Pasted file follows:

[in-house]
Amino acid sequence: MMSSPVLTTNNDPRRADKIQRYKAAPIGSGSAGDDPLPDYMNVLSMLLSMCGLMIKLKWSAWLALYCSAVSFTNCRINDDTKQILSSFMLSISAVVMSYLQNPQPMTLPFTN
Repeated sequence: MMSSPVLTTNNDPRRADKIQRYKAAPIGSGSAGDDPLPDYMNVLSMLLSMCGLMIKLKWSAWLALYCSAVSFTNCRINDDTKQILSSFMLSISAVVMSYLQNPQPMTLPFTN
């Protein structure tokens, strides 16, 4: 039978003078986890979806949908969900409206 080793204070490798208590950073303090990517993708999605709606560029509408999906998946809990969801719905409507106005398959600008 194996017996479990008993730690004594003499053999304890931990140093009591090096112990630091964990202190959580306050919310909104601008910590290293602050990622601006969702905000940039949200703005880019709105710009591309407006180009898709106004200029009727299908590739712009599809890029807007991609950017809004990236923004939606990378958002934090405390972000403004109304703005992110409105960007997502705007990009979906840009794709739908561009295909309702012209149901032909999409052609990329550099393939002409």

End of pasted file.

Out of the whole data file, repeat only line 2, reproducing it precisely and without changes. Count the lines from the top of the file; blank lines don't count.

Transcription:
Amino acid sequence: MMSSPVLTTNNDPRRADKIQRYKAAPIGSGSAGDDPLPDYMNVLSMLLSMCGLMIKLKWSAWLALYCSAVSFTNCRINDDTKQILSSFMLSISAVVMSYLQNPQPMTLPFTN